Then move into table top pose (hands and knees): make sure your wrists, elbows and shoulders are in line, and your knees are under your hips (knees are hip distance apart). Spend a few breaths moving through cat and cow pose, moving with your breath. As you inhale, arch your back (round the spine upwards towards the ceiling), your head looks toward the navel center, cat pose. Reverse the movement: as you exhale your navel center moves toward the floor, the spine moves the opposite way and your head looks forward or up, sway-back cow. Continue moving with the breath, arch the back, create space between each vertebrae. After a few rounds, roll over and lay flat on your back with the knees bent, feet hip distance apart (ankles in line beneath your knees), firm through the tops of the shoulders and press the hips skyward for a few breaths in half bridge.
Then move towards a wall to practice Ustrasana or camel pose – using the wall will help to ensure proper lift, grounding and alignment. With a mat and block, kneel facing the wall with the block lengthways between your knees. Move so the pelvis and fronts of the legs are touching the wall. With an inhale lift the shoulders up toward the ears then move the shoulder blades back toward the spine then down toward the earth, create an open heart (and moving the shoulders away from the ears). Make fists with your hands and place them on the sacrum (the triangular shaped flat bone at the base of the spine). With an inhale lift the heart, and arch back. Keep the fronts of the legs pressed into the wall; shins and feet are pressed into the floor. The idea is to remain connected to the wall through the fronts of the legs (quadriceps and pelvis) while lifting up and back with your torso. Listen to your body. If you experience any pain in the lower back chances are you are not lifting the heart upwards or pressing the hips forward enough. Be aware and find your edge. Spend a few breaths coming in and out of this pose. If you are comfortable you may reach back for the heels but maintain connection with the wall.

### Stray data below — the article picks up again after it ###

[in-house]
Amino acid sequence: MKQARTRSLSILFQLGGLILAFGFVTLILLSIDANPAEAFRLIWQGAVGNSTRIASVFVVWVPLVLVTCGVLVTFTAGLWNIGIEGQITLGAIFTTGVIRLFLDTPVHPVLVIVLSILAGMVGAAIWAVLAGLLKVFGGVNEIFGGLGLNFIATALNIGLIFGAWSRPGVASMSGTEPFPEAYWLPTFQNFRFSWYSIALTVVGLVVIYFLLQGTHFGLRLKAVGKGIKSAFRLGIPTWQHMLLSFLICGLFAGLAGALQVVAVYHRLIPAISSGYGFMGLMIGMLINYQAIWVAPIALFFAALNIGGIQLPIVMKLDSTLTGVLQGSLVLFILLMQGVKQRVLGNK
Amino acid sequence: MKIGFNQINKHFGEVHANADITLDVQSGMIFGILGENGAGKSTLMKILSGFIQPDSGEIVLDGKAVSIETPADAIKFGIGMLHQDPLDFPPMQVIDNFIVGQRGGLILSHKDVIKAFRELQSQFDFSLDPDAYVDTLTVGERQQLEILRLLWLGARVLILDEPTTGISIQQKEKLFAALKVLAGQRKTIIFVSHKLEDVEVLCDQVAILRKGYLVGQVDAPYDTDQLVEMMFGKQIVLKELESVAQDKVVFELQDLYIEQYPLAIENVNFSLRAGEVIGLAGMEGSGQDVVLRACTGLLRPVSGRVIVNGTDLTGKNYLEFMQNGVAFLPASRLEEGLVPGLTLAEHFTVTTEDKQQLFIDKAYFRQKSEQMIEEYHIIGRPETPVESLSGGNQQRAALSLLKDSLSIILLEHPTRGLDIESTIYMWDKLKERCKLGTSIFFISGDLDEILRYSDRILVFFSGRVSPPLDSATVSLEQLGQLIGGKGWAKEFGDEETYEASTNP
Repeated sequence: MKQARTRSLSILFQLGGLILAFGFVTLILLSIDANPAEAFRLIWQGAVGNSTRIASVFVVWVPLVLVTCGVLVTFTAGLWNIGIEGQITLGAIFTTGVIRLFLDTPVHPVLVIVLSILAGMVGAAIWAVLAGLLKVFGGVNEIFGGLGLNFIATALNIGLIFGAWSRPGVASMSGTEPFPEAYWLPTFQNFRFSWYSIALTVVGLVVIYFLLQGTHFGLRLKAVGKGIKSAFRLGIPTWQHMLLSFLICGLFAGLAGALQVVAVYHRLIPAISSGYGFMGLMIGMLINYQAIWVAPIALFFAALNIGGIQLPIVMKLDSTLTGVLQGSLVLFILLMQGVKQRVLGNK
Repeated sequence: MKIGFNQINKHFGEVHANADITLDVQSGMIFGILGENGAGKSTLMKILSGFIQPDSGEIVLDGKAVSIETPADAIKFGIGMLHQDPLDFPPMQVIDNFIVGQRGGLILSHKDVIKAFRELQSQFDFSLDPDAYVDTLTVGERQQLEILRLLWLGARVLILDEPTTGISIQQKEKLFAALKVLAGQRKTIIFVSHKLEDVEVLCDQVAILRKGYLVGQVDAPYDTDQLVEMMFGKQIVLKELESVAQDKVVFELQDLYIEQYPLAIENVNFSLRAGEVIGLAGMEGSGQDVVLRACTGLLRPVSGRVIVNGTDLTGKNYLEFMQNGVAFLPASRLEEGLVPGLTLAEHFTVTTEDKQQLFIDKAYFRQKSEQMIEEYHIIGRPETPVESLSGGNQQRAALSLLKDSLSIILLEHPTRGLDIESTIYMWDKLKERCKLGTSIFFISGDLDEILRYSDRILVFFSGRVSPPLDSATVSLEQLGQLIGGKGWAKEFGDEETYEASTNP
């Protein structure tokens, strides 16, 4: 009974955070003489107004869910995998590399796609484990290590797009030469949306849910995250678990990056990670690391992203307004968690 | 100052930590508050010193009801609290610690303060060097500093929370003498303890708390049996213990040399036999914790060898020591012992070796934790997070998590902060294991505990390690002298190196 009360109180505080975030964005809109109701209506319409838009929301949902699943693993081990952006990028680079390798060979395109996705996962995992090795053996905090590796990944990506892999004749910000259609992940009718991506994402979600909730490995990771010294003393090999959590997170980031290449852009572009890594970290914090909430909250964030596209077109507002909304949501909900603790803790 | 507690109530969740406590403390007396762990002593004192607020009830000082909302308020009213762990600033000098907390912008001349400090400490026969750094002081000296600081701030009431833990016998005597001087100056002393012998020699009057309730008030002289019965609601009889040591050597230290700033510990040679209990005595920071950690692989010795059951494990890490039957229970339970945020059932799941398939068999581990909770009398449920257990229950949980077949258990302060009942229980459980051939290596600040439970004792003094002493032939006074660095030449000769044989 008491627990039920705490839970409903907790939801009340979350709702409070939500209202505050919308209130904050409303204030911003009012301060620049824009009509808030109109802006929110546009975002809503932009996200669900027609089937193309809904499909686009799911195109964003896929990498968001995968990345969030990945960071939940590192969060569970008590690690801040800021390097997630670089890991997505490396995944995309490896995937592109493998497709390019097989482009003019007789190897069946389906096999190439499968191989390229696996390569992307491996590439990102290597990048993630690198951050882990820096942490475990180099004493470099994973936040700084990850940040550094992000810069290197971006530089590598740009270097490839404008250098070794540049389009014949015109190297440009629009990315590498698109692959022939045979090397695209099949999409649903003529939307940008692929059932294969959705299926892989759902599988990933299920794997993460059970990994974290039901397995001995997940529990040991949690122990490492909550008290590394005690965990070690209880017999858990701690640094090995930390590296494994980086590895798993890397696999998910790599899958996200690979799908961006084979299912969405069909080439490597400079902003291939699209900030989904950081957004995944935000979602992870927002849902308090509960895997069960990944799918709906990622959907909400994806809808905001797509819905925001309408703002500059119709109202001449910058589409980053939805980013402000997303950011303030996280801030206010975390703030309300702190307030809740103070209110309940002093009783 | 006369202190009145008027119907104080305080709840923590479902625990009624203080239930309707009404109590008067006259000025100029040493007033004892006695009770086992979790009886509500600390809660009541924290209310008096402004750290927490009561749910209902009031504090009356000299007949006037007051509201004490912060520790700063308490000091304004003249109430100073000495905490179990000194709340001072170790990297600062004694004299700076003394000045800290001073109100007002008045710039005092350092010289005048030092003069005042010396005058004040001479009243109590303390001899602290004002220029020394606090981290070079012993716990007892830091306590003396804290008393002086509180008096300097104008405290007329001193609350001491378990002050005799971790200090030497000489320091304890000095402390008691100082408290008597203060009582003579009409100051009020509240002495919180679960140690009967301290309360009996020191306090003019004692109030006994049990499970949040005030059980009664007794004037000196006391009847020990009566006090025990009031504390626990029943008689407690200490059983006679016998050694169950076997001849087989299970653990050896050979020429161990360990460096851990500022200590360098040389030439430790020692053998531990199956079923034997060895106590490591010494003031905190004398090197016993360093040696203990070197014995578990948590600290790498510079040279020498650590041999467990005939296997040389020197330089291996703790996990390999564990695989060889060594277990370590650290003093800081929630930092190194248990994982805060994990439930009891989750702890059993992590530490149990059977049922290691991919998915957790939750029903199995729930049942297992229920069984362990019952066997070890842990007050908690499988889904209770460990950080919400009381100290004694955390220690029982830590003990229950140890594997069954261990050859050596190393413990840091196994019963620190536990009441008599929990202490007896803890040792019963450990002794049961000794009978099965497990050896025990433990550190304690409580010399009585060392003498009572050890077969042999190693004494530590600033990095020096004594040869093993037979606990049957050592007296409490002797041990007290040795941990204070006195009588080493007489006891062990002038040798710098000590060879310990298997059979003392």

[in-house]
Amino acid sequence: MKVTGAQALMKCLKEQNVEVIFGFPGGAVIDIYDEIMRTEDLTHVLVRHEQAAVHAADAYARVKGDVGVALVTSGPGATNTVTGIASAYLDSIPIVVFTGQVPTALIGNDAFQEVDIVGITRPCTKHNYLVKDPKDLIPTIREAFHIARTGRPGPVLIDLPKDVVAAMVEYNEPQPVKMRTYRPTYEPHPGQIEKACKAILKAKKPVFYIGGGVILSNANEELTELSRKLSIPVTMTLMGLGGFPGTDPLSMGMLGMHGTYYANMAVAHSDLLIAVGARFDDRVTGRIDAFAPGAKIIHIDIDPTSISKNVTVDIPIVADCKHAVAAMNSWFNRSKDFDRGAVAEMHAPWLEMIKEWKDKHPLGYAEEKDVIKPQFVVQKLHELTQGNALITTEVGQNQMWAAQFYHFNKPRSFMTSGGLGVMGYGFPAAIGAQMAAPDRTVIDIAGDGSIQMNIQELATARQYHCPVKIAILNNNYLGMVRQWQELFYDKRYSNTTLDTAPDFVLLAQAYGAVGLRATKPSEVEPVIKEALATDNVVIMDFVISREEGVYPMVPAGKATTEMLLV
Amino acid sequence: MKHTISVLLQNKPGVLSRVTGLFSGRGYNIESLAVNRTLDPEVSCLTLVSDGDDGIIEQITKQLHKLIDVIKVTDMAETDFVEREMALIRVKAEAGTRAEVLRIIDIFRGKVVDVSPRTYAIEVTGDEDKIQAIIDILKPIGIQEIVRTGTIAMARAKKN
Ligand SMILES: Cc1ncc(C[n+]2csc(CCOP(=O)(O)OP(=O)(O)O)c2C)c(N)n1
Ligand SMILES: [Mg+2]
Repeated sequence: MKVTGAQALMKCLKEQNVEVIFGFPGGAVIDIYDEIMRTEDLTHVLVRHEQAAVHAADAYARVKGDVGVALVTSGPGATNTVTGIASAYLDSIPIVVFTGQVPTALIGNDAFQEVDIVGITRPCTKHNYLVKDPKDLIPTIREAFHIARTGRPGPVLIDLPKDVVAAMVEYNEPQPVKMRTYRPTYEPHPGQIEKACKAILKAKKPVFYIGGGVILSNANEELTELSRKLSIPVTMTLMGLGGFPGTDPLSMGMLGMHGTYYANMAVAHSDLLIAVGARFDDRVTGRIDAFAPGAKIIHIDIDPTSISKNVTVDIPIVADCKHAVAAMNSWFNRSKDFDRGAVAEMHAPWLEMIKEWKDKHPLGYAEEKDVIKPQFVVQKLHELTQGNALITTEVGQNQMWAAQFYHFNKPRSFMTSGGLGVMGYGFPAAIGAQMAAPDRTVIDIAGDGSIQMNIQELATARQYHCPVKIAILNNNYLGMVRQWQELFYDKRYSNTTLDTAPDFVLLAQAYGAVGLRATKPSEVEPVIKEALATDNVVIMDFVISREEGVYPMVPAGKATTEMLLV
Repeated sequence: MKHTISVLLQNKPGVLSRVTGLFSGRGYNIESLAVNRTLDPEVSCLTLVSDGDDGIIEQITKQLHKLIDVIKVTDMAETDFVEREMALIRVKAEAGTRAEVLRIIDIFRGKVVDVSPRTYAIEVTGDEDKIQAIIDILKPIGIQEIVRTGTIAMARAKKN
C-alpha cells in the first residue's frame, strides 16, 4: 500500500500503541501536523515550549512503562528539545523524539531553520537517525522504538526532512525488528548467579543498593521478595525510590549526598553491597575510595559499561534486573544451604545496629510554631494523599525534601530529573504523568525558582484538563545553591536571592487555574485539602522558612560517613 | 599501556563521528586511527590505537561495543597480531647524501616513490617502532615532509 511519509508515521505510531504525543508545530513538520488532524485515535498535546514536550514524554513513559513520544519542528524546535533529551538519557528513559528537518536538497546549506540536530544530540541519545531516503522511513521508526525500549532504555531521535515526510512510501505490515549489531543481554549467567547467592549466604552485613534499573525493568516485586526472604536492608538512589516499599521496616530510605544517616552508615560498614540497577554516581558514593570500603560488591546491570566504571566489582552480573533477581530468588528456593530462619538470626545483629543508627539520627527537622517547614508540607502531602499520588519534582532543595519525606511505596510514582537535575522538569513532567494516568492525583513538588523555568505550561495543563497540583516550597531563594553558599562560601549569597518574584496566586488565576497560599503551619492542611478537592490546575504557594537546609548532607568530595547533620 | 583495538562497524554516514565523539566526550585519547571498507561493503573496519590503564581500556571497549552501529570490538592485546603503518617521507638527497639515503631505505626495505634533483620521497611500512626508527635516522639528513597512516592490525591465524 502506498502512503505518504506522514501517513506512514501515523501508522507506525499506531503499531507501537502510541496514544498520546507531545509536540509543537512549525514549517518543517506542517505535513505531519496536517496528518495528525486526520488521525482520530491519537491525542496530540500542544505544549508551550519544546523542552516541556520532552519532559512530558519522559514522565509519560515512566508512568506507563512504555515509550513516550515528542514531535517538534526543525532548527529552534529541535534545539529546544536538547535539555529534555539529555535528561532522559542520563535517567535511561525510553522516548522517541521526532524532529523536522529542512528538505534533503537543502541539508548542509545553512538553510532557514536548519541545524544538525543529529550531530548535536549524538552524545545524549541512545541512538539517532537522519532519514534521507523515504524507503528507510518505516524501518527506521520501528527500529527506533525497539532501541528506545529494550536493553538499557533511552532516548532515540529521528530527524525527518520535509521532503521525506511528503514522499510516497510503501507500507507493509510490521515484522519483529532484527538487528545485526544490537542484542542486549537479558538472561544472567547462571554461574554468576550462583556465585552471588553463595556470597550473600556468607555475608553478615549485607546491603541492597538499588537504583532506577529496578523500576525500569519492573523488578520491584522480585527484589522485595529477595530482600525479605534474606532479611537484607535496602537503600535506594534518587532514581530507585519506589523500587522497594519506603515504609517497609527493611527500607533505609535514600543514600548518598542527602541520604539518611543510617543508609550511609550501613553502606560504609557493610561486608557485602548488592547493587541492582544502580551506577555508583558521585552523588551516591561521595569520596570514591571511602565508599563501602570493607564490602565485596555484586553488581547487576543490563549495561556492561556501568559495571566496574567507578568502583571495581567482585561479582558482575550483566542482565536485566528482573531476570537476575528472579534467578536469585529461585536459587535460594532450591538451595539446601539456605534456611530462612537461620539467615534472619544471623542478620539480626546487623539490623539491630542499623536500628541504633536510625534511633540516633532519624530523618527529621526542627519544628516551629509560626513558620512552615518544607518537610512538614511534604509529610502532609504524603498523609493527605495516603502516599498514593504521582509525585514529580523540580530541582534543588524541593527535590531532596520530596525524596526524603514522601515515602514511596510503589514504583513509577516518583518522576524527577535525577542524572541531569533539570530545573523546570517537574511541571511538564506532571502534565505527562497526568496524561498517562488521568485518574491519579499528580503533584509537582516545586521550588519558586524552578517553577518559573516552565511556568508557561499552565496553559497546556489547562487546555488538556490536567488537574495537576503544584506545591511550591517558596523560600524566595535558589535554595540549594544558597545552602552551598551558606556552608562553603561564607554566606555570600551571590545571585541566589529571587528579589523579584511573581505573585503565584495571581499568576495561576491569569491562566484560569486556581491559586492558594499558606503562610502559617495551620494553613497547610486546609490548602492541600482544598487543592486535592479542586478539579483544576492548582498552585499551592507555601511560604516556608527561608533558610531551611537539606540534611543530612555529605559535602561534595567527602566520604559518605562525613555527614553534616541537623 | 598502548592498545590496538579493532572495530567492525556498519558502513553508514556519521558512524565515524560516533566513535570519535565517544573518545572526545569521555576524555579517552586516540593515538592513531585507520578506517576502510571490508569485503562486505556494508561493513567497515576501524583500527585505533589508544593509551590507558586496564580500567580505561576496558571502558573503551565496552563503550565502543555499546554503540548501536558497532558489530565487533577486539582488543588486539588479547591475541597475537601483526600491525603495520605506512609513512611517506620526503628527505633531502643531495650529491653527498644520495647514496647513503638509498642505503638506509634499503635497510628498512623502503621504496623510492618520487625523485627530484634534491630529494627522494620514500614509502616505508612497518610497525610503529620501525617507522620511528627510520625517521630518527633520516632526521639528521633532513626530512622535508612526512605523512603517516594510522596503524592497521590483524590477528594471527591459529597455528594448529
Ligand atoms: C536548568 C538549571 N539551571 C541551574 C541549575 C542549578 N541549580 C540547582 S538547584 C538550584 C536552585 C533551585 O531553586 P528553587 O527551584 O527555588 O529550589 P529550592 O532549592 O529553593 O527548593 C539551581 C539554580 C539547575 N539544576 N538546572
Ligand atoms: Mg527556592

From here turn around and lay flat on your tummy (you can keep the block between the legs to really work the principles of alignment). Bring your fingers tips directly below the shoulders, keeping the arms tucked into the ribs. With an inhale roll the shoulders up toward your ears then with your exhale press them back and down the spine. Elbows should be at 90 degrees. Lift from the back of the heart, pull yourself forward and up as you inhale press firmly through the palms and feet. Remind yourself of the work at the wall and press pelvis and tops of the legs into the mat. Imagine that someone has placed their hands on your shoulders and are gently moving them away from your ears and front body, as you heart and chest wants to move forward. Bhujangasana or Cobra pose is a back bend and therefore asks the practitioner to move beyond the physical plane of those things that are easy to see or touch and open into the back body, the universal plane, where things are more conceptual and require faith and trust.
Complete this practice with a few minutes in Savasana (corpse or final relaxation posture). For deeper relaxation consider practicing yoga nidra.
For more information about our yoga retreats click here or here to learn about how we practice yoga at La Crisalida. Other yoga asana articles can be found on our health and wellbeing blog.
May this practice bring you peace, harmony, and well-being. Namaste.
About the author
- Loves all types of yoga, including Hatha, partner yoga and laughter! Passionate about natural approaches to health